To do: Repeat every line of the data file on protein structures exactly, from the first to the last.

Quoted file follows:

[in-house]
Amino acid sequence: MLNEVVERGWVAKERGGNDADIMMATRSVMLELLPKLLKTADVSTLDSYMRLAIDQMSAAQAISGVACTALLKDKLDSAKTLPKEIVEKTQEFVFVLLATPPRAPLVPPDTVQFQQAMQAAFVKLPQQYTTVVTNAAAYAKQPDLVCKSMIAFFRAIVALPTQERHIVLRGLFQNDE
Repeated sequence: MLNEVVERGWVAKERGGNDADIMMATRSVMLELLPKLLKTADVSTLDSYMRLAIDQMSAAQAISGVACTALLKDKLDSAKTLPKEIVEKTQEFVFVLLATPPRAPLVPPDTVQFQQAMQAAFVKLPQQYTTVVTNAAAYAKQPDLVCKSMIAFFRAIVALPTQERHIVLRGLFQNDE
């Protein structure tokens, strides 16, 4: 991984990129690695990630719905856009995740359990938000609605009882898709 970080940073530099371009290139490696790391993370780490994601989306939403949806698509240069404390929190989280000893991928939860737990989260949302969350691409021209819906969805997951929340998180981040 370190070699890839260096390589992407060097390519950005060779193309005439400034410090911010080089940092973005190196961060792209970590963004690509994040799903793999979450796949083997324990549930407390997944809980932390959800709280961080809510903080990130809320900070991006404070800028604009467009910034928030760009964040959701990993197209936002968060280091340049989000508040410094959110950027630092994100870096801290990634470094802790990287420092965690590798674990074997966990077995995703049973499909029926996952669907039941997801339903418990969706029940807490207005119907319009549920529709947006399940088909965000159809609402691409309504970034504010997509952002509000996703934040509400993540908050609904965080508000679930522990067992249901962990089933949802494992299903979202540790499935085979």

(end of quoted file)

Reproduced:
[in-house]
Amino acid sequence: MLNEVVERGWVAKERGGNDADIMMATRSVMLELLPKLLKTADVSTLDSYMRLAIDQMSAAQAISGVACTALLKDKLDSAKTLPKEIVEKTQEFVFVLLATPPRAPLVPPDTVQFQQAMQAAFVKLPQQYTTVVTNAAAYAKQPDLVCKSMIAFFRAIVALPTQERHIVLRGLFQNDE
Repeated sequence: MLNEVVERGWVAKERGGNDADIMMATRSVMLELLPKLLKTADVSTLDSYMRLAIDQMSAAQAISGVACTALLKDKLDSAKTLPKEIVEKTQEFVFVLLATPPRAPLVPPDTVQFQQAMQAAFVKLPQQYTTVVTNAAAYAKQPDLVCKSMIAFFRAIVALPTQERHIVLRGLFQNDE
């Protein structure tokens, strides 16, 4: 991984990129690695990630719905856009995740359990938000609605009882898709 970080940073530099371009290139490696790391993370780490994601989306939403949806698509240069404390929190989280000893991928939860737990989260949302969350691409021209819906969805997951929340998180981040 370190070699890839260096390589992407060097390519950005060779193309005439400034410090911010080089940092973005190196961060792209970590963004690509994040799903793999979450796949083997324990549930407390997944809980932390959800709280961080809510903080990130809320900070991006404070800028604009467009910034928030760009964040959701990993197209936002968060280091340049989000508040410094959110950027630092994100870096801290990634470094802790990287420092965690590798674990074997966990077995995703049973499909029926996952669907039941997801339903418990969706029940807490207005119907319009549920529709947006399940088909965000159809609402691409309504970034504010997509952002509000996703934040509400993540908050609904965080508000679930522990067992249901962990089933949802494992299903979202540790499935085979």